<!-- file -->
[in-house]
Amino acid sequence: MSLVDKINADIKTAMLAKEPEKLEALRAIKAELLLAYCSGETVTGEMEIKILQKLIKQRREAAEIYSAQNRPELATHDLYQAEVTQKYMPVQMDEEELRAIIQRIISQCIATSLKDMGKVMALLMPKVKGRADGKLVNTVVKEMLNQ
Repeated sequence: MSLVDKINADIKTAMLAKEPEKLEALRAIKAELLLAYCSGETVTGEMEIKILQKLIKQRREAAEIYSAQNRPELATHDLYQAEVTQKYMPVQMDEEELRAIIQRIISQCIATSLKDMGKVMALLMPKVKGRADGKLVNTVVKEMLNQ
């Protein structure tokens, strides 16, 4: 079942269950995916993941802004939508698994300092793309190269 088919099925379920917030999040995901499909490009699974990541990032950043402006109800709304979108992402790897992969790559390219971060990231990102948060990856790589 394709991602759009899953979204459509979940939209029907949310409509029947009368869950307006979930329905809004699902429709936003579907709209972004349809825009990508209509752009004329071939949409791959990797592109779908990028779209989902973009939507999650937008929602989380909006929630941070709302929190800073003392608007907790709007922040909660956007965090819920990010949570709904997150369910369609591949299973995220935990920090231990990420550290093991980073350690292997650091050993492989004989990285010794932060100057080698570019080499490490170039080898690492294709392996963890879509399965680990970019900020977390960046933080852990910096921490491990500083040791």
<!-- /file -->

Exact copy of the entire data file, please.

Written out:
[in-house]
Amino acid sequence: MSLVDKINADIKTAMLAKEPEKLEALRAIKAELLLAYCSGETVTGEMEIKILQKLIKQRREAAEIYSAQNRPELATHDLYQAEVTQKYMPVQMDEEELRAIIQRIISQCIATSLKDMGKVMALLMPKVKGRADGKLVNTVVKEMLNQ
Repeated sequence: MSLVDKINADIKTAMLAKEPEKLEALRAIKAELLLAYCSGETVTGEMEIKILQKLIKQRREAAEIYSAQNRPELATHDLYQAEVTQKYMPVQMDEEELRAIIQRIISQCIATSLKDMGKVMALLMPKVKGRADGKLVNTVVKEMLNQ
């Protein structure tokens, strides 16, 4: 079942269950995916993941802004939508698994300092793309190269 088919099925379920917030999040995901499909490009699974990541990032950043402006109800709304979108992402790897992969790559390219971060990231990102948060990856790589 394709991602759009899953979204459509979940939209029907949310409509029947009368869950307006979930329905809004699902429709936003579907709209972004349809825009990508209509752009004329071939949409791959990797592109779908990028779209989902973009939507999650937008929602989380909006929630941070709302929190800073003392608007907790709007922040909660956007965090819920990010949570709904997150369910369609591949299973995220935990920090231990990420550290093991980073350690292997650091050993492989004989990285010794932060100057080698570019080499490490170039080898690492294709392996963890879509399965680990970019900020977390960046933080852990910096921490491990500083040791």